This article is written by Srishti Kaushal, a first-year student from Rajiv Gandhi National University of Law, Punjab, pursuing B.A. LLB. (Hons.). In this article, she discussed the reason why copyright registration is beneficial and explains the procedure for copyright registration.
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What if you write a new book. It is a literary masterpiece that can fetch you a lot of money, but you are scared and wonder what would happen if on releasing it, people copy it and sell it under their name? What do you need to do to prevent this and protect your rights?
The answer is easy. You need to get your work registered with the Registrar of Copyrights. Copyright is a right given by the law to the creators of original work in the areas of literature, drama, music, art etc. A registered copyright legally protects your work and prevents its unauthorised usage.
Between 2017 and 2018, there were nearly 40000 copyright disputes and discrepancy examinations. To avoid this you must understand the requirements for copyright registration and what the process entails.
In this article, we will understand the types of work you can obtain a copyright for, the people who are entitled to get a copyright for a piece of work, the essential documents you must have when you are trying to get a copyright and the procedure involved in the copyright registration process.
What kind of work can be registered using a copyright?
In India, copyright can be taken for original works that fall in the area of:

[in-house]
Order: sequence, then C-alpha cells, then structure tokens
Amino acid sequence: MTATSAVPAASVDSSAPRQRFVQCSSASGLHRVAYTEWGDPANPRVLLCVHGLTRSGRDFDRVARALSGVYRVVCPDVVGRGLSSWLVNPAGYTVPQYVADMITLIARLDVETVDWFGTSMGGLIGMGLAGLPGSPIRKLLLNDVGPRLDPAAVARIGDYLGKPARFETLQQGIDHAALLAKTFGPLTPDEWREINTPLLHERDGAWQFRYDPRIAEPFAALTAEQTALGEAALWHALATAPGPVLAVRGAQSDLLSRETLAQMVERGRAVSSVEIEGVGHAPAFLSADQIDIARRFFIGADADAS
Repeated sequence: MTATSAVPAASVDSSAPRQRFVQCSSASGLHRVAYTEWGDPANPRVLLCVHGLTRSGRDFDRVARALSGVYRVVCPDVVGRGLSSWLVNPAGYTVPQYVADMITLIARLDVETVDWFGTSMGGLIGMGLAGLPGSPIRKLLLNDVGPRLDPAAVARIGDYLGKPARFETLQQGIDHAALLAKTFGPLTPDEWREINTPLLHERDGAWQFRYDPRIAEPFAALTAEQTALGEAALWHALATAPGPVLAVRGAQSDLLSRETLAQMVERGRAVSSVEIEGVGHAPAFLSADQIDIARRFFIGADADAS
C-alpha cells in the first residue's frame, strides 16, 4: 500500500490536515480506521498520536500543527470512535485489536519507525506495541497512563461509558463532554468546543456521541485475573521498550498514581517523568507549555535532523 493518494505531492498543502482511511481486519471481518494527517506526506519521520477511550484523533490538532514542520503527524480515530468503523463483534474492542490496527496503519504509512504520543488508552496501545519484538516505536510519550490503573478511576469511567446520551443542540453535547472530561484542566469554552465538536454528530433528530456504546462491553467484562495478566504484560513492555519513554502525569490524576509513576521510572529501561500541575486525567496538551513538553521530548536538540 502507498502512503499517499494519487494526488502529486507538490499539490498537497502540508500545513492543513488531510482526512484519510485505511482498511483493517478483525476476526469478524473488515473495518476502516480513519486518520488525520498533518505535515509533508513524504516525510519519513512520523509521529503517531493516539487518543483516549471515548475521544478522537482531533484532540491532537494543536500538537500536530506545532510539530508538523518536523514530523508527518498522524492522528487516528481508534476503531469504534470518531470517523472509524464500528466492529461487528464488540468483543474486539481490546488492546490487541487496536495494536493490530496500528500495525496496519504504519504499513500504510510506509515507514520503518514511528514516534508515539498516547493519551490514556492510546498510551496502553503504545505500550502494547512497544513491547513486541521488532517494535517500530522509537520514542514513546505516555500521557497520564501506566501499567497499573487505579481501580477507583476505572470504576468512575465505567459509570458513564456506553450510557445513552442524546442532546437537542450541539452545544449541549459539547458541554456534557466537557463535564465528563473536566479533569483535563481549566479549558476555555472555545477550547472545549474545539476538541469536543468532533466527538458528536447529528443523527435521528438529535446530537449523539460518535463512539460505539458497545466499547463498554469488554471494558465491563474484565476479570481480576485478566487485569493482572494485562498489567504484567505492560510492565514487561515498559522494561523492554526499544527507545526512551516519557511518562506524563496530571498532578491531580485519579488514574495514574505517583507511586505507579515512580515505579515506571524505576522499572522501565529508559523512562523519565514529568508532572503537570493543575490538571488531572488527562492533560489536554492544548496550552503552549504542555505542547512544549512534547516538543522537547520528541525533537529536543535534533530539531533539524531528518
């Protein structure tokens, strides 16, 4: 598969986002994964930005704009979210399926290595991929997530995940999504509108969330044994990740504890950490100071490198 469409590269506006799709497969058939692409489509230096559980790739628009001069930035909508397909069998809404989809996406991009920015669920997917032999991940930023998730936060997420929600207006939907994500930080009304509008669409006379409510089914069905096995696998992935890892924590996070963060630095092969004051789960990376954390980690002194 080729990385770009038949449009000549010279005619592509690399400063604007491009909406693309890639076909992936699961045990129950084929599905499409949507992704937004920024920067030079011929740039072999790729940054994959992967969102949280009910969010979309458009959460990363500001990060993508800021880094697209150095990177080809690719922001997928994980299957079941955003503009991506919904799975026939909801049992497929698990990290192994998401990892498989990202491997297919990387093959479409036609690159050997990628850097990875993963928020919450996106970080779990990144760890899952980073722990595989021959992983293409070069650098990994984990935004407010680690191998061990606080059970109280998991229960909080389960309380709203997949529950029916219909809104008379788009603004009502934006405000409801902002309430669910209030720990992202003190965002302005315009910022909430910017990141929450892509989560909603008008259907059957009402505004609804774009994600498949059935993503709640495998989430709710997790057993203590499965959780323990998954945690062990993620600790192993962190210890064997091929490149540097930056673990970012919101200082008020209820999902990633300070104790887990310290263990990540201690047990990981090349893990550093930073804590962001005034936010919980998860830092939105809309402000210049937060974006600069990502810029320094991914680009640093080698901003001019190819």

- Musical works,
- Literary works like books and manuscripts,
- Cinematography films,
- Fashion designs,
- Artistic works like paintings,
- Software and other computer programs and compilations, etc.
However, it must be remembered that copyright does not protect titles, names, ideas, concepts, slogans, methods, and short phrases.
To know more about Copyright Registration please visit
Why do you need a copyright?
When you create original work then copyright is acquired automatically. The question which then arises is why do you need to get it registered. To answer this, let’s look at an illustration.
Suppose A made a painting after working day and night and putting in a lot of sweat and effort into it. He then put it up on his website for others to see. After a few months, A noticed that someone else had copied it and was making money off it. What did he do? Of course, he sued the person in the court of law. Now, because he had copyright, he could use it as evidence in the court and prove that it is his painting and the infringer must be punished.